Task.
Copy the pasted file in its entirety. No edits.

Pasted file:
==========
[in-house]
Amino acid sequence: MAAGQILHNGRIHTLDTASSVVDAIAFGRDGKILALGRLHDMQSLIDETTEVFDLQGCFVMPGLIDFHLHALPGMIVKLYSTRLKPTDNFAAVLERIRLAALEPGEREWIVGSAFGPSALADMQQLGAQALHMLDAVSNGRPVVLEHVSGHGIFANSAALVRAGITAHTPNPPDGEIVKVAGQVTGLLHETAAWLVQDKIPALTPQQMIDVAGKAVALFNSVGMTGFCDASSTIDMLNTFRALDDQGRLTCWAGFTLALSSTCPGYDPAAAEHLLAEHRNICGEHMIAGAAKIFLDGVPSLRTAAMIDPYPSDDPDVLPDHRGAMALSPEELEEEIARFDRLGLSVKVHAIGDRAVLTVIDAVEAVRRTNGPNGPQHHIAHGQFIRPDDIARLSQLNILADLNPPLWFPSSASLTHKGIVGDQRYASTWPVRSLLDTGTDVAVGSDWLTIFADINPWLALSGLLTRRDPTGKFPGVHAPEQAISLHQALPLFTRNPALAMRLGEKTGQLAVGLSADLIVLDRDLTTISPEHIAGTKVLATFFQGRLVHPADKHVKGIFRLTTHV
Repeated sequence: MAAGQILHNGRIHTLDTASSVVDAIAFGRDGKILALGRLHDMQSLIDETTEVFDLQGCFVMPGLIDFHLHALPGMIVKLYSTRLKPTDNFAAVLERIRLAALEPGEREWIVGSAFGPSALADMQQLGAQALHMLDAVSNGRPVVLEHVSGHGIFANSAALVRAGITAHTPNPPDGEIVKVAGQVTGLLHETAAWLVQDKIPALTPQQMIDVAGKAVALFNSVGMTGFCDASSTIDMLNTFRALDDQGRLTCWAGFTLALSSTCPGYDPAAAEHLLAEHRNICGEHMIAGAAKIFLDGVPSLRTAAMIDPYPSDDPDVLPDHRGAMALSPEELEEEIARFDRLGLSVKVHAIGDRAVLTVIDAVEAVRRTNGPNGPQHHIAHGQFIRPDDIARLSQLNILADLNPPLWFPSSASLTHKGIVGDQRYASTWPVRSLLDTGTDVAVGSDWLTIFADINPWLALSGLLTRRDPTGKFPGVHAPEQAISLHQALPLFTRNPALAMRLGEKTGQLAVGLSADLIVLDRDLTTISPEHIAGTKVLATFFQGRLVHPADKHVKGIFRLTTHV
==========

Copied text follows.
[in-house]
Amino acid sequence: MAAGQILHNGRIHTLDTASSVVDAIAFGRDGKILALGRLHDMQSLIDETTEVFDLQGCFVMPGLIDFHLHALPGMIVKLYSTRLKPTDNFAAVLERIRLAALEPGEREWIVGSAFGPSALADMQQLGAQALHMLDAVSNGRPVVLEHVSGHGIFANSAALVRAGITAHTPNPPDGEIVKVAGQVTGLLHETAAWLVQDKIPALTPQQMIDVAGKAVALFNSVGMTGFCDASSTIDMLNTFRALDDQGRLTCWAGFTLALSSTCPGYDPAAAEHLLAEHRNICGEHMIAGAAKIFLDGVPSLRTAAMIDPYPSDDPDVLPDHRGAMALSPEELEEEIARFDRLGLSVKVHAIGDRAVLTVIDAVEAVRRTNGPNGPQHHIAHGQFIRPDDIARLSQLNILADLNPPLWFPSSASLTHKGIVGDQRYASTWPVRSLLDTGTDVAVGSDWLTIFADINPWLALSGLLTRRDPTGKFPGVHAPEQAISLHQALPLFTRNPALAMRLGEKTGQLAVGLSADLIVLDRDLTTISPEHIAGTKVLATFFQGRLVHPADKHVKGIFRLTTHV
Repeated sequence: MAAGQILHNGRIHTLDTASSVVDAIAFGRDGKILALGRLHDMQSLIDETTEVFDLQGCFVMPGLIDFHLHALPGMIVKLYSTRLKPTDNFAAVLERIRLAALEPGEREWIVGSAFGPSALADMQQLGAQALHMLDAVSNGRPVVLEHVSGHGIFANSAALVRAGITAHTPNPPDGEIVKVAGQVTGLLHETAAWLVQDKIPALTPQQMIDVAGKAVALFNSVGMTGFCDASSTIDMLNTFRALDDQGRLTCWAGFTLALSSTCPGYDPAAAEHLLAEHRNICGEHMIAGAAKIFLDGVPSLRTAAMIDPYPSDDPDVLPDHRGAMALSPEELEEEIARFDRLGLSVKVHAIGDRAVLTVIDAVEAVRRTNGPNGPQHHIAHGQFIRPDDIARLSQLNILADLNPPLWFPSSASLTHKGIVGDQRYASTWPVRSLLDTGTDVAVGSDWLTIFADINPWLALSGLLTRRDPTGKFPGVHAPEQAISLHQALPLFTRNPALAMRLGEKTGQLAVGLSADLIVLDRDLTTISPEHIAGTKVLATFFQGRLVHPADKHVKGIFRLTTHV